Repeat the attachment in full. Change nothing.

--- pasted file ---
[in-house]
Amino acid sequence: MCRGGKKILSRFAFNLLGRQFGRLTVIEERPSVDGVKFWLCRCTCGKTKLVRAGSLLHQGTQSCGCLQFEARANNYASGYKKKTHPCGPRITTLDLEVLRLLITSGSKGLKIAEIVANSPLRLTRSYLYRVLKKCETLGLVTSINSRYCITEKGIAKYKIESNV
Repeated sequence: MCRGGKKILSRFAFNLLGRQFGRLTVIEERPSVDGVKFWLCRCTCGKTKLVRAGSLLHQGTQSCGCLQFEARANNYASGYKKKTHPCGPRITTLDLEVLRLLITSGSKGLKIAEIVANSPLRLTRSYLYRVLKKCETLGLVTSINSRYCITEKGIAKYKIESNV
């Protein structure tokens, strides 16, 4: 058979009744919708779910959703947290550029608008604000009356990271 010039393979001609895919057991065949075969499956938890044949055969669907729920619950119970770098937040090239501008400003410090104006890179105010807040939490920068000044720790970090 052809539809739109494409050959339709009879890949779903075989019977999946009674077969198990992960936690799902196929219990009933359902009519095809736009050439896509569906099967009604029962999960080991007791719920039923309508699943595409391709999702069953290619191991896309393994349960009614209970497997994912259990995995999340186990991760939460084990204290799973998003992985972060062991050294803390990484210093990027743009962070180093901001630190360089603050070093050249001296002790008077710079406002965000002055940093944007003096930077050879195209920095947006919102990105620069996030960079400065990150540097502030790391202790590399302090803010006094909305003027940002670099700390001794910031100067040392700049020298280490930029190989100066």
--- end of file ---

[in-house]
Amino acid sequence: MCRGGKKILSRFAFNLLGRQFGRLTVIEERPSVDGVKFWLCRCTCGKTKLVRAGSLLHQGTQSCGCLQFEARANNYASGYKKKTHPCGPRITTLDLEVLRLLITSGSKGLKIAEIVANSPLRLTRSYLYRVLKKCETLGLVTSINSRYCITEKGIAKYKIESNV
Repeated sequence: MCRGGKKILSRFAFNLLGRQFGRLTVIEERPSVDGVKFWLCRCTCGKTKLVRAGSLLHQGTQSCGCLQFEARANNYASGYKKKTHPCGPRITTLDLEVLRLLITSGSKGLKIAEIVANSPLRLTRSYLYRVLKKCETLGLVTSINSRYCITEKGIAKYKIESNV
């Protein structure tokens, strides 16, 4: 058979009744919708779910959703947290550029608008604000009356990271 010039393979001609895919057991065949075969499956938890044949055969669907729920619950119970770098937040090239501008400003410090104006890179105010807040939490920068000044720790970090 052809539809739109494409050959339709009879890949779903075989019977999946009674077969198990992960936690799902196929219990009933359902009519095809736009050439896509569906099967009604029962999960080991007791719920039923309508699943595409391709999702069953290619191991896309393994349960009614209970497997994912259990995995999340186990991760939460084990204290799973998003992985972060062991050294803390990484210093990027743009962070180093901001630190360089603050070093050249001296002790008077710079406002965000002055940093944007003096930077050879195209920095947006919102990105620069996030960079400065990150540097502030790391202790590399302090803010006094909305003027940002670099700390001794910031100067040392700049020298280490930029190989100066």